• Rather, it takes God at his word, asks sincere questions for clarity, sees God as the God of infinite possibilities, and takes joy in the promises of God
  • With a simple faith, trust in Jesus as the Great, One-and-Only King (1:31-35)
  • With a simple faith, praise God for who he is and what he has done (1:46-56)

Songs for Worship
Angels We Have Heard on high
Carols Sing
Trusting Jesus
In Christ Alone

Luke

Image used and modified with permission from: https://pixabay.com/en/milky-way-night-landscape-1669986/

Good Reads 12.14.17 (on: parenting, angels, and more!)

Here is a collection of good reads gathered from across the internet this past week. Enjoy!

On parenting and Christmas: A Christmas Prayer for My Children by Tim Counts

As I picked up my 2-year-old son out of his crib this morning, hearing him chatter in toddler-talk about the mini Christmas tree in his room, it struck me that Your Son not only came as a little baby but also grew up as a boy. The Word who became flesh learned how to form words with his mouth. How incredible. How humble. How like us and yet unlike us you are, Jesus.

As we approach Christmas Day, my prayer is that my children would not miss Jesus for Christmas. I know this starts with me, Father. Would you strip away idols of materialism and picture-perfect white Christmases from my heart and help me to shine the spotlight on Jesus brightly this Christmas? (click here to read more)

On hope, trust, and God’s word: Seeing God’s Hand by Adam Kareus

On the approach back to our driveway, we have to go down a little hill. My son doesn’t like the hill and is convinced the hill doesn’t like him, either. He doesn’t trust the hill and is convinced the hill is up to no good. So, it never fails: when we approach this hill, he cries out for me to grab hold of his bike and control his speed. He is completely able to stop himself with the brakes, but still wants me to be there and hold his bike. If I take my hands off, he cries. It doesn’t matter that he can see me right there, ready to help. He has to see my hand grasping hold of his bike. Him seeing my hand holding on makes him feel safe.

We are the same way with God. We have to know that He is holding on. Without that knowledge, there is not a sense of security or safety. And this is not just head knowledge that God is in control; it is a deep seated trust that God is there and He is holding us in His hands. In fact, when we read our Bibles, it is amazing to see how often the writers wrote about this very thing. (click here to read more)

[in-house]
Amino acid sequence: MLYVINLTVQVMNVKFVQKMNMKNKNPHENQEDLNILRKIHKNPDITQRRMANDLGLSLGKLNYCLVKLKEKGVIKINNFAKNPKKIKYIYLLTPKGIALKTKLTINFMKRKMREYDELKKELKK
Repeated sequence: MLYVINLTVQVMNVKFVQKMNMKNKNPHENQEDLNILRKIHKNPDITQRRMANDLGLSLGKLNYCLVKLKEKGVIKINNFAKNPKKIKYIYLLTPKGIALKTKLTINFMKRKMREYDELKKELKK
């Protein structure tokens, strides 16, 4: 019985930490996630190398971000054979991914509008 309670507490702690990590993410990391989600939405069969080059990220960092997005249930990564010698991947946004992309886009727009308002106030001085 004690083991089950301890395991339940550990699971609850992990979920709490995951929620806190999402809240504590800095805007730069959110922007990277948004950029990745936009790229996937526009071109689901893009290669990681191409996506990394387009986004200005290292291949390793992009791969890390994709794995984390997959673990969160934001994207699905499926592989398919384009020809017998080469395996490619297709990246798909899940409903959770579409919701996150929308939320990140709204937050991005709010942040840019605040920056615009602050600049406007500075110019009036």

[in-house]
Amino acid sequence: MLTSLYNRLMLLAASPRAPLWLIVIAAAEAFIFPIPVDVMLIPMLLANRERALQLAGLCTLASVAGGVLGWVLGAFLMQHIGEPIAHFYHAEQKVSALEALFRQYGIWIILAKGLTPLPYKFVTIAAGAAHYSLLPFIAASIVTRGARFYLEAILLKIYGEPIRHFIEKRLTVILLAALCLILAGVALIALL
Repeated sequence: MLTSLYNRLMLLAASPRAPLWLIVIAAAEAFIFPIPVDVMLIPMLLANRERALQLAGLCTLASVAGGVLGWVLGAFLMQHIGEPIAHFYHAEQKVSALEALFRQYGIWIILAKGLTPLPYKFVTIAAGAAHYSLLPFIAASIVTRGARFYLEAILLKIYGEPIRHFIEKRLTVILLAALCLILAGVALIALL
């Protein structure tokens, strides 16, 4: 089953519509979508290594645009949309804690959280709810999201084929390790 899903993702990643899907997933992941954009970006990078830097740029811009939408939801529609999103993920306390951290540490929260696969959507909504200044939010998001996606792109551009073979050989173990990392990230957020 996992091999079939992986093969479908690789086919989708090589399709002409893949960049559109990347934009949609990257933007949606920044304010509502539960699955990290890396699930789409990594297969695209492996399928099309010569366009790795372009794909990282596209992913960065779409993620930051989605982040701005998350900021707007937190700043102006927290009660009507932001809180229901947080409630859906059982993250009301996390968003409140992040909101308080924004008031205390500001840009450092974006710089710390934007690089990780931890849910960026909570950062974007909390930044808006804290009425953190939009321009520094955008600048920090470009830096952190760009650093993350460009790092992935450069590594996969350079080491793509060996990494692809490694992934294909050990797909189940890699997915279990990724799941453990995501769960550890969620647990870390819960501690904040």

On angels: Angels in the Bible: What Do We Actually Know About Them? by Wayne Grudem

For centuries, artists have portrayed angels as beautiful humans with wings and glowing light, complete with halos, harps, and flowing white gowns (or perfectly sculpted bodies). But is that really what angels look like? Angels have inspired all sorts of imaginative stories and depictions, but what’s left when we separate fact from fiction? In order to know the truth, we have to ask, what does the Bible say about angels? (click here to read more)

On seeing God’s promises in the midst of pain: When You Cannot Yet See the Great Light by Lore Wilbert

A quiet, pulsing comfort when I’m reminded, in no uncertain terms, that we don’t always get what we want, is we haven’t been promised most of whatever it is we want. Marriage? More money? Bigger house? Health? More kids? Kids at all? None of them are promised. The years go by with no prospective spouse, the bank account always seems to be dry, every month a painful reminder that no seed has taken root in our womb. The reminders are everywhere, we don’t even have to look far. Name anything you want and haven’t yet got and there it is, your reminder.

Today, though, I woke on this fifth day of Advent and the second day of a miscarriage, remembering the child who was promised to me. God promised a child would be born to us, a son, given to us (Isaiah 9). He was not the child I wanted last night as silent tears tracked down my face, but he was given to us the same.  (click here to read more)

Out of Egypt (an advent devotion)

So Joseph got up, took the child and his mother during the night, and escaped to Egypt. He stayed there until Herod’s death, so that what was spoken by the Lord through the prophet might be fulfilled: Out of Egypt I called my Son. ~ Matthew 2:14-15 (CSB), quoting Hosea 11:1

The book of Exodus details how God rescued his people, Israel, from their slavery and started them on the journey to the Promised Land. God had told Abraham that he would give a strip of land in the Middle East to his descendants, but first they would spend 400 years in a foreign country because God wasn’t yet ready to bring judgment against sin on the other peoples of the land (Genesis 15).

Israel’s time in Egypt started well, with Joseph (Israel/Jacob’s second youngest son) ascending to prominence and rescuing his family from famine. But Exodus begins by telling us that with the passing of time a new Pharaoh over Egypt arose who didn’t remember Joseph and enslaved and imposed harsh conditions upon the Israelites to keep them from becoming too large a people to control.